Servant leadership is a style based on the desire to serve and give to your community. By putting the needs of others first, you empower people to do their best. When community members see your passion and commitment through your actions, they want to be connected to you. Servant leadership goes against beliefs that define leadership as hierarchical, patriarchal and related to wealth or status.
Instead, as the name suggests, it focuses on serving others to help them grow, often without the title or recognition that comes with many leadership roles. Robert Greenleaf, the originator of servant leadership theory, chose the name because it is contradictory and the polar opposite of typical leadership theories.
Servant leadersare excellent at making their teams feel that they matter. Encouraging their teams to work together, innovate and share their opinions shows them that they are listened to and appreciated.
This can motivate teams to do their best, and often results in higher quality work. For example, when a team member does not complete a task, the servant leader lends a hand and manages them as an equal team member, rather than just supervising. They set an example for others to participate equally and support the team in times of need. Rapid change, unpredictability and the need for agility have highlighted the need for leaders to support and empower an innovative and adaptable workforce.
Understanding the components and strategies of servant leadership will help you successfully implement a servant leadership approach in your workplace. This "serve-first" mentality can be put into practice early on, during an employee's onboarding phase, says Michael Timmes, a leadership expert and consultant and trainer with national human resources provider Insperity. Over the years, the concept of helping others grow has become an important part of any leadership theory; true leaders want to help others succeed. Now that we have seen the characteristics that successful servant leaders possess, let's look at how best to apply servant leadership in an organisation.
A servant leader leads by example by demonstrating the values and behaviours he or she wants to see in others and speaks to those who are not aligned with those values. Servant leaders create innovative goals and strategies to bring out these traits to push boundaries and motivate employees to take charge. The term "servant leadership" has been around for decades and refers to a "philosophy and set of practices that enrich people's lives, build better organisations, and ultimately create a more just and caring world, according to the Greenleaf Center for Servant Leadership. Servant leaders are committed to helping others realise their dreams and to creating a work environment that nurtures that energy.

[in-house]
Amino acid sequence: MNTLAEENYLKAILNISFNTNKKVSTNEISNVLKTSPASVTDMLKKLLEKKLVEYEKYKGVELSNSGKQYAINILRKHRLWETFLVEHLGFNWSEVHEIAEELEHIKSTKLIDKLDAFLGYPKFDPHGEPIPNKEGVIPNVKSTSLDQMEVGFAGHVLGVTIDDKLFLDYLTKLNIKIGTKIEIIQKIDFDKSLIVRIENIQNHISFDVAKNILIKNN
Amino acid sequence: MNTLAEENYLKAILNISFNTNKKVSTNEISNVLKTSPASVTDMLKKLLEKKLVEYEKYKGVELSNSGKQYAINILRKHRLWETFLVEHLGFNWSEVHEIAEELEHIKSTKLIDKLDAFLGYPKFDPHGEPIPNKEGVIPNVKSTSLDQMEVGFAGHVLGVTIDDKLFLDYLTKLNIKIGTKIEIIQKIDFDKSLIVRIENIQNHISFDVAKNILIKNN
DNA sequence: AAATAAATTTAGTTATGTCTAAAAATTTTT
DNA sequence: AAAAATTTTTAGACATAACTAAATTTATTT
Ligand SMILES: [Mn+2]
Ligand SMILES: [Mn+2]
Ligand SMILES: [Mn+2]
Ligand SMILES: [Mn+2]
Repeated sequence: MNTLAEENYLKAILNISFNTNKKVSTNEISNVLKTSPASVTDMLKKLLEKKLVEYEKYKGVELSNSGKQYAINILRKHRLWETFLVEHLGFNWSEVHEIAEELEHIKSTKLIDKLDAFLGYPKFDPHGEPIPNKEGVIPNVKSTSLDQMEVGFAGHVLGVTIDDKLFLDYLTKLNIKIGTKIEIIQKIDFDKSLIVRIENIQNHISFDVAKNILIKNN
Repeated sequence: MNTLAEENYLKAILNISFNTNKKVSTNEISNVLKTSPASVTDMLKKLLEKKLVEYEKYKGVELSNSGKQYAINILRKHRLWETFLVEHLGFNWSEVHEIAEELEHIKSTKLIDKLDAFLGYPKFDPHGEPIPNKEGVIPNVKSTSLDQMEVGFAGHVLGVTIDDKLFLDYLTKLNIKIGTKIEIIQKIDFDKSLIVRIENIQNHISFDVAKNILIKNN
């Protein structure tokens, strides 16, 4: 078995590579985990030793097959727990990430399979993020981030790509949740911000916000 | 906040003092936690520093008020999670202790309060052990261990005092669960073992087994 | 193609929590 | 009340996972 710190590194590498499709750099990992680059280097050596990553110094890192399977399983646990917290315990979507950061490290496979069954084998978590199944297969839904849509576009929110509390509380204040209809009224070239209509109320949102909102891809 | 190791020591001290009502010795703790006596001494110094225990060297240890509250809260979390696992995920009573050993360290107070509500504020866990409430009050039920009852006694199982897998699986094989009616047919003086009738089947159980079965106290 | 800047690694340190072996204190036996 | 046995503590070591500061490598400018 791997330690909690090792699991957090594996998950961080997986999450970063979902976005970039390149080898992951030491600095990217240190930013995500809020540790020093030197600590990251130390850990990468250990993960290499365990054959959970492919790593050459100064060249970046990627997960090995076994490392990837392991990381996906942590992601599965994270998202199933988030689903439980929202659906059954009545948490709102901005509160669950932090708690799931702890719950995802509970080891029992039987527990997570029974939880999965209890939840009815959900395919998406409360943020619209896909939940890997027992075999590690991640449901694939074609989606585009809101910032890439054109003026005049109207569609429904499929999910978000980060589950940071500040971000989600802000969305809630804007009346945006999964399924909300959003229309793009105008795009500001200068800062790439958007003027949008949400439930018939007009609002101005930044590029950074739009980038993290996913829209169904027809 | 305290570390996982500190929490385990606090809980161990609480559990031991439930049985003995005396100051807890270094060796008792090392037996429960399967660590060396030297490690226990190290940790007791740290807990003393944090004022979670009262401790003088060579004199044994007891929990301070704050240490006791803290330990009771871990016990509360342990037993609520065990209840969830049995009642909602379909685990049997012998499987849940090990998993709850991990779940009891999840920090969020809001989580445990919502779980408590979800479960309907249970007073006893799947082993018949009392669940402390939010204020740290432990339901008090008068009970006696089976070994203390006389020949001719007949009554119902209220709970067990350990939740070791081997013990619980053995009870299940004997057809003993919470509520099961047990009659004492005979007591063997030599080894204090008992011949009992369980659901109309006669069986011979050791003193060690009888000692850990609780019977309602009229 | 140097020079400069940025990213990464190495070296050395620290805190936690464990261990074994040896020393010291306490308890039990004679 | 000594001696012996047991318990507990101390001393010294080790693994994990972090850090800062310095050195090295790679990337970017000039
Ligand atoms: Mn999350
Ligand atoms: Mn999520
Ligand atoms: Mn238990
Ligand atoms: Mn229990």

According to the Chinese philosopher Lao Tzu in the Tao Te Ching, Taoism rejects the power of leadership that encompasses winning, competitive alliances and manipulation. Sinek Simon, the leadership guru, in his iconic TED talk, "How Leaders Inspire Action", states that it is essential to ask "why". Servant leadership goes against the belief that leadership is defined as hierarchical, patriarchal and related to wealth or status. Servant leadership is selfless leadership that was exemplified by Nelson Mandela as he led his nation through reconciliation after its many years of racial apartheid.
In 2004, when Barter became CEO of Datron, a supplier of tactical communications equipment, he was determined to lead the company as a servant leader. Moreover, the organisation as a whole needs to maintain a work culture in which this kind of leadership can thrive. If serving staff is the core principle of servant leadership, two fundamental practices to achieve that goal are listening attentively and asking questions.